CRNA Court Victory is a Win for Rural Hospitals
Besides, this case isn't about patient safety, or even access to care. It's about money.
The savings in compensation costs and the money generated by additional procedures could be considerable for rural hospitals. Merritt Hawkins & Associates, the Dallas, TX-based national physician recruiting firm, says that first-year financial packages for anesthesiologists range from $275,000 to $350,000, while CRNAs earn around $200,000.
"Obviously the return on investment is there. It's a simpler search. There are more CRNAs in the marketplace than there are anesthesiologists," says Sam A. Karam, division vice president for Merritt Hawkins. "From a sheer dollars-and-cents standpoint it always makes sense to have CRNAs. Now, that is the main reason we have seen CRNAs being more in demand."
Karam says anesthesiologists were once among the most-highly sought after medical specialists. That is no longer the case.
"From a demand perspective, is it difficult to find anesthesiologists today? No. That's a stark change from just a few years ago when the demand for them was extremely high," he says. "You will find some that actually aren't even working in permanent positions. They're working locum jobs to stay afloat."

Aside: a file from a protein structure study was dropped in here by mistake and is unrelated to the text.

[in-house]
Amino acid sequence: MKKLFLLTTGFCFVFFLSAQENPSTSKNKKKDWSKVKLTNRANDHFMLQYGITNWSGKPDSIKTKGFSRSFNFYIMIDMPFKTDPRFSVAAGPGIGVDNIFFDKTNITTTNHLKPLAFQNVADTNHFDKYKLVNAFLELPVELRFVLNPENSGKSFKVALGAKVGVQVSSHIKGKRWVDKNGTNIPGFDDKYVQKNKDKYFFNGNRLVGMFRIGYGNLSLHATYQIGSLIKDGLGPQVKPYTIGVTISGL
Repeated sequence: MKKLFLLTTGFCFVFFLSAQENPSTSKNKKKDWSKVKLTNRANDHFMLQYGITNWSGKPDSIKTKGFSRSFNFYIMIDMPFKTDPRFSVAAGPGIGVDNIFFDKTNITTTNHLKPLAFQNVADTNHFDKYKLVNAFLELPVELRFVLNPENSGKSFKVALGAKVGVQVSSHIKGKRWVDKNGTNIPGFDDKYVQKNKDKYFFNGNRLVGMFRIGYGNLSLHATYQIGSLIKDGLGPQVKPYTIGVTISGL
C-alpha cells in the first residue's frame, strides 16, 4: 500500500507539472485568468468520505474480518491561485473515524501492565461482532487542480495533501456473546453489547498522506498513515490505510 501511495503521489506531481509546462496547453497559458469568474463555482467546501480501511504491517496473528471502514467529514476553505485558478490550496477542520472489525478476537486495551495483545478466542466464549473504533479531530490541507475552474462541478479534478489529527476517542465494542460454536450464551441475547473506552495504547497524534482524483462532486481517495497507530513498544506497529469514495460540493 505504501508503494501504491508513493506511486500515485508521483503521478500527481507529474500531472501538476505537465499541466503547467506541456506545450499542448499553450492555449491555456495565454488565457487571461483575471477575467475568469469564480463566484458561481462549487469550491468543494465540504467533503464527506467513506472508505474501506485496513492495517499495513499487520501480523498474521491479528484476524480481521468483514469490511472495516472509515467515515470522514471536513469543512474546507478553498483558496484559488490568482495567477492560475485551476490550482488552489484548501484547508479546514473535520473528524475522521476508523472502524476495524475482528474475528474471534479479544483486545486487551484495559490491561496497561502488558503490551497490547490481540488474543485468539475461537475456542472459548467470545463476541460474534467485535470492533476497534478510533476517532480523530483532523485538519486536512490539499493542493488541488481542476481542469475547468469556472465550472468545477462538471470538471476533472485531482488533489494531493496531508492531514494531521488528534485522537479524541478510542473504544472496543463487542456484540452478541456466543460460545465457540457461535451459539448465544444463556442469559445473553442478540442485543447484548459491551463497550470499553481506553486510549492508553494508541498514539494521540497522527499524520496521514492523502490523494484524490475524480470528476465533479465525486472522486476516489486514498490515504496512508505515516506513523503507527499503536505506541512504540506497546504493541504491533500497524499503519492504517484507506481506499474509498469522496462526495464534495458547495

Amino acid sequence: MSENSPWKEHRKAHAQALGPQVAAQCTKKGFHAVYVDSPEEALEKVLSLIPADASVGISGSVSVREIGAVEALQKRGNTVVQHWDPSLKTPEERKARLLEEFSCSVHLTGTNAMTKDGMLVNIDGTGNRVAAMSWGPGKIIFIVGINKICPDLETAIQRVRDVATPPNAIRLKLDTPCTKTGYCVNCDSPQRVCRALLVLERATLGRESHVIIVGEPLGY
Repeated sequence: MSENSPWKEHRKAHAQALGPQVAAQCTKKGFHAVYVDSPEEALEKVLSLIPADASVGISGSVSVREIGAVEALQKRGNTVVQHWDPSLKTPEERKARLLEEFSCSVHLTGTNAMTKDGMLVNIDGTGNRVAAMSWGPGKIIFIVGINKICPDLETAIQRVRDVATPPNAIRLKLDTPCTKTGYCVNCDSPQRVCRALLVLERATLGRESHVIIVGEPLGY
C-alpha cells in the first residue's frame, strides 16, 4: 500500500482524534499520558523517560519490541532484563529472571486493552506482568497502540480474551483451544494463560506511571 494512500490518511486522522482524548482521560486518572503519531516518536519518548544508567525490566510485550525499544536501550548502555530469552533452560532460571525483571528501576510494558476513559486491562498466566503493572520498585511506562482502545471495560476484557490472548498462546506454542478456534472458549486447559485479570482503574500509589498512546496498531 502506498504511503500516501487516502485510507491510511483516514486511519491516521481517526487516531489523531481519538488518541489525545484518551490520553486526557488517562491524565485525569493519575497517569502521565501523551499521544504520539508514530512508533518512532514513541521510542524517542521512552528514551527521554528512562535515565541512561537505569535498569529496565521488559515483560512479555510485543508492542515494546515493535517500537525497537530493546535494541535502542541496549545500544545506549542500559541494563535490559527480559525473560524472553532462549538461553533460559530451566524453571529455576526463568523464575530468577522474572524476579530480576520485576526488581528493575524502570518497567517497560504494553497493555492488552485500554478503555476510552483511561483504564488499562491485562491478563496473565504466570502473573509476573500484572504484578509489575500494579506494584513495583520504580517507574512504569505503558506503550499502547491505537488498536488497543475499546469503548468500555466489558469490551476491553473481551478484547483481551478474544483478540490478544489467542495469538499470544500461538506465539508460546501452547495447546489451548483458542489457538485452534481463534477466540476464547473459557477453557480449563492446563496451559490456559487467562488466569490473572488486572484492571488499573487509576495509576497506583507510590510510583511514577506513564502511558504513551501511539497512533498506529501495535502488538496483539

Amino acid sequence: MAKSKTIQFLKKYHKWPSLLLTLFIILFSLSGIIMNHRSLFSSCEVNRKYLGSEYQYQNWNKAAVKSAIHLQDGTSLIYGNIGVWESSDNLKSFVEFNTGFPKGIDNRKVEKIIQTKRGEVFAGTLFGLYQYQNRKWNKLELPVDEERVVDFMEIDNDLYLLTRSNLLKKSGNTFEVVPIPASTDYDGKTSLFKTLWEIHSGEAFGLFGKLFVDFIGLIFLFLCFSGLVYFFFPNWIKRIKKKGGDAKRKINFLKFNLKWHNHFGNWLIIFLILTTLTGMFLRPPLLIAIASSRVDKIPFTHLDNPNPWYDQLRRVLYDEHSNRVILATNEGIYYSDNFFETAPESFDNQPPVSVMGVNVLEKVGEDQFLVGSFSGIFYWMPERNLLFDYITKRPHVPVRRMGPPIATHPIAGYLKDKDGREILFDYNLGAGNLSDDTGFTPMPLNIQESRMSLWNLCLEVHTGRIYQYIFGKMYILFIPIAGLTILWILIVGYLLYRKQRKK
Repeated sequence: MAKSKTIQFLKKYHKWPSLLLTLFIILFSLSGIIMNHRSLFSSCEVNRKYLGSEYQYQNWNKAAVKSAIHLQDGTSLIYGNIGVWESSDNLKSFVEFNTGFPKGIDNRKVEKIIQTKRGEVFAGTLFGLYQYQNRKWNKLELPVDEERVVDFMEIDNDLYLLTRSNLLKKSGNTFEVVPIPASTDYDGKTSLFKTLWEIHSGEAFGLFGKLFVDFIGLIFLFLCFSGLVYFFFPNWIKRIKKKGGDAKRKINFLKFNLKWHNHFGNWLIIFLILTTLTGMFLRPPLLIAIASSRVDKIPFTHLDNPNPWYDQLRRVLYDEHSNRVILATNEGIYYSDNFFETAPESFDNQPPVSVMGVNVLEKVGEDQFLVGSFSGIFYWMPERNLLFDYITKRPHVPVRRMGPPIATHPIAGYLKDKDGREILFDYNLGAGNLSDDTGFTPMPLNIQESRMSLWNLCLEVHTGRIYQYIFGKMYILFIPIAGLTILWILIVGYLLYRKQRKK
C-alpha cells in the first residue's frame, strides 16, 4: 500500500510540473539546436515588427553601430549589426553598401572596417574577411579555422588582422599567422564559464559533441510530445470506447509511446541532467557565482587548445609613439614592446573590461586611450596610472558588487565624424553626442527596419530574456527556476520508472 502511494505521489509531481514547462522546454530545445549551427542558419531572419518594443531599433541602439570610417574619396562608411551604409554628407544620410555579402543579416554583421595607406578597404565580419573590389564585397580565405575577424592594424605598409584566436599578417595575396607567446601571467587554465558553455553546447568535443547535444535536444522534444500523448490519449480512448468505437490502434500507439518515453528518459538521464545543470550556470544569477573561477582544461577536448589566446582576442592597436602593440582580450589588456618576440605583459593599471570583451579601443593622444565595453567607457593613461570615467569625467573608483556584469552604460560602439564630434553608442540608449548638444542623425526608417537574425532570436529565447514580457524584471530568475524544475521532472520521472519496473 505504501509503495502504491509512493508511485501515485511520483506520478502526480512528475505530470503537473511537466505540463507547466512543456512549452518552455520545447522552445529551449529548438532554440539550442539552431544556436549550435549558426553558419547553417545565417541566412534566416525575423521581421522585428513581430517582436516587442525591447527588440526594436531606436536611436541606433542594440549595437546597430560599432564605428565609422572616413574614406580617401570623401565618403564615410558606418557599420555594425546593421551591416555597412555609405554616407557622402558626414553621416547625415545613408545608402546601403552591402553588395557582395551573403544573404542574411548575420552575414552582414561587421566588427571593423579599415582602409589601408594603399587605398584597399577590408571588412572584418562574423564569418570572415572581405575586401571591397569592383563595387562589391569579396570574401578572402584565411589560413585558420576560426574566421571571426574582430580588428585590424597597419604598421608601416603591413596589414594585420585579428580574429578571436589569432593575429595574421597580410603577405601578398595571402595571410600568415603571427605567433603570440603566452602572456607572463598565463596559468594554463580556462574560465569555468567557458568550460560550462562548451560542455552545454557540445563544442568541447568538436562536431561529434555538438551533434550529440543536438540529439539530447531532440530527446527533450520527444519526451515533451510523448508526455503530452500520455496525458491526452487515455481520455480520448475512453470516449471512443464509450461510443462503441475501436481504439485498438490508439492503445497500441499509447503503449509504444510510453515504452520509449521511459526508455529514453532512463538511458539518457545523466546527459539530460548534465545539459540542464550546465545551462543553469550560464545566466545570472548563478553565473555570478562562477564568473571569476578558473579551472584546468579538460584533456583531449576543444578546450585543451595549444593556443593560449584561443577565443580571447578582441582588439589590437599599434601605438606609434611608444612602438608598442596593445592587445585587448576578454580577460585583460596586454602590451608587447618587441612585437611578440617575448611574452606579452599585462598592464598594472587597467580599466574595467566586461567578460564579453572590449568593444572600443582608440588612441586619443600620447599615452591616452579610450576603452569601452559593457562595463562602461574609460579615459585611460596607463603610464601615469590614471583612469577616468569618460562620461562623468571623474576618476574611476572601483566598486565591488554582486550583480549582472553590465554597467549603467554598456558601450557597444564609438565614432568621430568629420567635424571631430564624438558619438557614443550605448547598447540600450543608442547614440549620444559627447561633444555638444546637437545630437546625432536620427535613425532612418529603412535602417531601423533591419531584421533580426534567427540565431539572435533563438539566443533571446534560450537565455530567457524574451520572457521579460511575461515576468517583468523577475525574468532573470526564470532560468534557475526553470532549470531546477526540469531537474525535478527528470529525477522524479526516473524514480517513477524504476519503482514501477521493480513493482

CRNAs are not the main reason for the slowing demand for anesthesiologists. Larger factors, including the long-sputtering economy and the anticipated changes that will come with healthcare reform, have "flip-flopped" market demand away from specialists and towards primary care docs.
- CEO Exchange: Preparing for Population Health
- EHR Systems 'Immature, Costly,' AMA Says
- Better HCAHPS Scores Protect Revenue
- Advocate, NorthShore Deal Would Create 16-Hospital System
- Narrow Networks Cut Costs, Not Quality, Economists Say
- 3 Strategies for Retaining Millennial Employees
- Interstate Medical Licensure Effort Advances
- 'Early Offer' Malpractice Programs May Spur Reform
- Power of price: In South FL and the nation, healthcare costs often are shrouded in secrecy